When asked at Tuesday’s city council meeting if Ratliff’s family complained specifically about Chief Bergeron, Mayor Pete Panepinto said, “Not to my knowledge.”

“It was the kick to the groin is what the subject matter was about,” Panepinto said.

Initial complaint

The original police complaint about the incident was made by Ratliff’s relative, Carolyn Ayers, on Dec. 14, 2017, to Mayor Panepinto.

The email states: “I would like to lodge a complaint against several of your officers, of the Tangipahoa Parish Jail, Daniel Edwards Sheriff. I understand that police officers are often the victims of spurious complaints, but there is evidence to back up this claim that my nephew Kentdrick Dwight Ratliff was treated inappropriately. These officers needs to be reprimanded, and I am prepared to go to the media if you cannot satisfactorily resolve this issue.”

Ratliff’s fiancé had contacted Ayers to tell her about how he had been beaten by police in Tangipahoa Parish.

“You can see the effect of the bearing from the arrest picture that was taken of him,” she claimed. “My nephew had to be taken to the hospital in an ambulance due to the violent beating that he received at the hands of those police officers.”

She related that Ratliff had been denied medication he needed and was made to sleep in a cold cell without shoes, clothing and cover.

“Kentdrick may have in his life made some bad choices but the police is to protect and serve not brutally beat someone,” she wrote.

She suggested hospital records and the picture taken during Ratliff’s arrest if her claim alone was not enough proof of his serious injuries. She alleged he felt his life was threatened when his blood pressure medication was refused to him.

“I do believe that these officers’ conduct was misconduct,” she wrote, and she asked what steps would be taken to address the misconduct.

“There is no need to make a public scandal of this event, but unless these officers are appropriately disciplined, I will turn this information of police officers brutally beating a young man over to the local news station and post it online. Accountability in the police force is key to a healthy law enforcement,” she wrote.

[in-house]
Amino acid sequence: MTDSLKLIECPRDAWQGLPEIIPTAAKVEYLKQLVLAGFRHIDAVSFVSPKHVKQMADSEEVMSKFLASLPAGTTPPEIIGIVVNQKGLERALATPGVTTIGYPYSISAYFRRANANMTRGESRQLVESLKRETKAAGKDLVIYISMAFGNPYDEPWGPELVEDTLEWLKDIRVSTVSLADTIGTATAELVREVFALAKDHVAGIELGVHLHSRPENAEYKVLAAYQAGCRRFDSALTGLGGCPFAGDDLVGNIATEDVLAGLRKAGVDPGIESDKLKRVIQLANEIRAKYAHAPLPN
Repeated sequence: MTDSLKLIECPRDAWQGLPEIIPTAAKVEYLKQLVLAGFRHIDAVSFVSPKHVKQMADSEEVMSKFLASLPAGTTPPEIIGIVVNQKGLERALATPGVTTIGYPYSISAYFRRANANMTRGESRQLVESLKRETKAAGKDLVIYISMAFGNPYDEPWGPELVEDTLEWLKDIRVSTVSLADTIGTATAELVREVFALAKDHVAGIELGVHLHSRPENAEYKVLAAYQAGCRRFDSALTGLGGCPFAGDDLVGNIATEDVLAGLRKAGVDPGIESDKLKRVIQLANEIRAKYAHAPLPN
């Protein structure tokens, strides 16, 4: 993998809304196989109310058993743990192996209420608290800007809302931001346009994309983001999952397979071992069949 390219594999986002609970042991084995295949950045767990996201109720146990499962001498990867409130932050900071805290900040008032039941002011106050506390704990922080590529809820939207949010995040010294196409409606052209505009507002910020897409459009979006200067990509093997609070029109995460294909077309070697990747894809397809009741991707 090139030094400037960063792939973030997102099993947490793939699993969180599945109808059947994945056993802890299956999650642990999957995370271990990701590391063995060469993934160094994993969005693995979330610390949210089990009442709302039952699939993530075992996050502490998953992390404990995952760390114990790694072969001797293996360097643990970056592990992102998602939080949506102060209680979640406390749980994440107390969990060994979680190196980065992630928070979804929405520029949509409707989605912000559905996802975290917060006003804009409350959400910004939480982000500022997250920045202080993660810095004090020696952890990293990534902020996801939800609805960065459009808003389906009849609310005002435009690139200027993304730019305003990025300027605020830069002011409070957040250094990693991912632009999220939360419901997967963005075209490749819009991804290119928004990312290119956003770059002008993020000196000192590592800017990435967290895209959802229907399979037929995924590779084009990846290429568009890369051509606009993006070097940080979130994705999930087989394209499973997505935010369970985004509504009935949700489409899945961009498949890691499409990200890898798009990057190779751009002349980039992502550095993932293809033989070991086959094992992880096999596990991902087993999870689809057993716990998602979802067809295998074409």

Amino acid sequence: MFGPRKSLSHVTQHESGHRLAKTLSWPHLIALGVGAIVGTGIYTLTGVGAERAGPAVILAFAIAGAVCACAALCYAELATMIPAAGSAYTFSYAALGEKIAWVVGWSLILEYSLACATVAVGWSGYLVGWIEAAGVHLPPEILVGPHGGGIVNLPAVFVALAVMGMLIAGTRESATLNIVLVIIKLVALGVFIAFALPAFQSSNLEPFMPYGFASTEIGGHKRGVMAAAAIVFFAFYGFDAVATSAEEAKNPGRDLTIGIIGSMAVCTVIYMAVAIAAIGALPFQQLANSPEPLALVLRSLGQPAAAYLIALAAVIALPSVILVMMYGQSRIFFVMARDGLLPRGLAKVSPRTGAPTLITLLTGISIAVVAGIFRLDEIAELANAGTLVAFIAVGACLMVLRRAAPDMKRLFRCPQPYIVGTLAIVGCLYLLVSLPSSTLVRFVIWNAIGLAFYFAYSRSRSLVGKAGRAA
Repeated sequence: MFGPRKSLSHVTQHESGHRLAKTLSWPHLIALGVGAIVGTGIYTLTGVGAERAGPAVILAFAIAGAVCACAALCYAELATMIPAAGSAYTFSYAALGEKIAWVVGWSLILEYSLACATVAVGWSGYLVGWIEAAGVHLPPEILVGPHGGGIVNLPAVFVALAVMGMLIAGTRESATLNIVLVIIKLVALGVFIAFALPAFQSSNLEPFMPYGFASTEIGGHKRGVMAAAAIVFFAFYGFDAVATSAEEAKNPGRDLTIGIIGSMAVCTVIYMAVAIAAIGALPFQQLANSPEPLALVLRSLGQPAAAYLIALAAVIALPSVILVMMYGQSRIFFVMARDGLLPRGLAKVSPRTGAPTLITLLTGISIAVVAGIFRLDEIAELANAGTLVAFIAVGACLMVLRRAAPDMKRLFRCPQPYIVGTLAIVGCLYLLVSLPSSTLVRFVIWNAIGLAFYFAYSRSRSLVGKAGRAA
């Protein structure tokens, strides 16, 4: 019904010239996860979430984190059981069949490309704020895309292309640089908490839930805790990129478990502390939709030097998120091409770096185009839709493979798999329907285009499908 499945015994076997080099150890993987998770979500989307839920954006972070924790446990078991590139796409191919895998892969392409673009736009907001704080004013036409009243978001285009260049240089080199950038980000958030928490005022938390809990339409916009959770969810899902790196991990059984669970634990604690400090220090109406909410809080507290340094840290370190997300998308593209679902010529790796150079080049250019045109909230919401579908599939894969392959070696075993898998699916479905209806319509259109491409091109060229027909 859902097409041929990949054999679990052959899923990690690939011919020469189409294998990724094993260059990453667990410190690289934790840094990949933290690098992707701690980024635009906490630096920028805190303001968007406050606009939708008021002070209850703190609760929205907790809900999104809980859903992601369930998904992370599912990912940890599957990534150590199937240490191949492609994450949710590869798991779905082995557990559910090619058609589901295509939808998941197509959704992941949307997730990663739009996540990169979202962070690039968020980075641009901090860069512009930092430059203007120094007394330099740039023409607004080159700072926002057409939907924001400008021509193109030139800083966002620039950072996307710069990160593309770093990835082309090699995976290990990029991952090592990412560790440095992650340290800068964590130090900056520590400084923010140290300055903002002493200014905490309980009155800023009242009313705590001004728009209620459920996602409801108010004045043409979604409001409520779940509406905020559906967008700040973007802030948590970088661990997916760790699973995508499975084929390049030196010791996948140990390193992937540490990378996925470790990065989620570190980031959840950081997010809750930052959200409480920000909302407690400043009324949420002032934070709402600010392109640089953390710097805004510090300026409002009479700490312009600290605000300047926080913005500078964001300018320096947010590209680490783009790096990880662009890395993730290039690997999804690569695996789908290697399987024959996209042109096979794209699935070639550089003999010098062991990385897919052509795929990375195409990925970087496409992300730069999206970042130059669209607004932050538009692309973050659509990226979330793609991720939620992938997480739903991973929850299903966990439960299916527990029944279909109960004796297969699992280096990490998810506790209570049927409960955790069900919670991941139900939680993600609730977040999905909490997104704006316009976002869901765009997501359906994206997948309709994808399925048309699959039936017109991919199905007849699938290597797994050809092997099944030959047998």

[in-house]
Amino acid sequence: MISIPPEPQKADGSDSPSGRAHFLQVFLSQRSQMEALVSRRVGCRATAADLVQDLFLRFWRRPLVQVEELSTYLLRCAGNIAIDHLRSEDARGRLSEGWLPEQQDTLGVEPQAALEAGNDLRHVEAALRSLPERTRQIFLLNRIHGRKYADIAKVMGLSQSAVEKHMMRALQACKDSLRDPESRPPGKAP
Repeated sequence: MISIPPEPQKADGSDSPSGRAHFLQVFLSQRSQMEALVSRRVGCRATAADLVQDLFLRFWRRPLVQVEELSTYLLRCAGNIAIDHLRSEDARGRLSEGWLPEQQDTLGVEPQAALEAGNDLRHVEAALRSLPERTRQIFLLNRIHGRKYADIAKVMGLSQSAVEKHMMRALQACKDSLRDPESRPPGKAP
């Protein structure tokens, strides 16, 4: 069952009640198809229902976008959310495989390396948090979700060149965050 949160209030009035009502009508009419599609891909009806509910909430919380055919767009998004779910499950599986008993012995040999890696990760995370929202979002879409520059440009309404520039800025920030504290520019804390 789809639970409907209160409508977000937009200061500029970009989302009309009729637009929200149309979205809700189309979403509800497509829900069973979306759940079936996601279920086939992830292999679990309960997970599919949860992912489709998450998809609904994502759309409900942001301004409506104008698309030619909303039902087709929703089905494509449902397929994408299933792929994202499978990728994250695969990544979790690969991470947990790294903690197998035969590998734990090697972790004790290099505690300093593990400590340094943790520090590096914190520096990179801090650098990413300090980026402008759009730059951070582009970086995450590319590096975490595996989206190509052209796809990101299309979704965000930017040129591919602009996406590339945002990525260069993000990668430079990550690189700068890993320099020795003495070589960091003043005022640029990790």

James Stewart, then chief of police, responded to Ayers the same day, informing her that the police had arrested her relative on a drug possession violation.

“During the booking process, Ratliff resisted arrest by jumping up on a table to grab the drug evidence,” Stewart wrote. “ The officers tried to restrain him, but he fell through the top of the computer desk and continued the fight the officers.”

He admitted Ratliff sustained injuries during the fight and subsequent restraint by the officers, but said he did receive medical attention. Stewart told her the incident was caught on video.

“I have reviewed the video and the officers did not initiate the fight or did they use unnecessary force,” he wrote. “I am still reviewing the incident.”

At 8:19 a.m. on Dec. 15, 2017, Stewart sent an email to Lt. Brian McCormick regarding an Internal Affairs inquiry.

According to the email, Stewart asked McCormick to look at the video of the subject who resisted arrest in the booking room with Edwin Bergeron Jr. and Craig Dunn.

“Midway through the video Sgt. Mushinsky arrives and seems to apply a groin kick to the subject who was already restrained,” Stewart wrote. “Please review for possible excessive use of force.”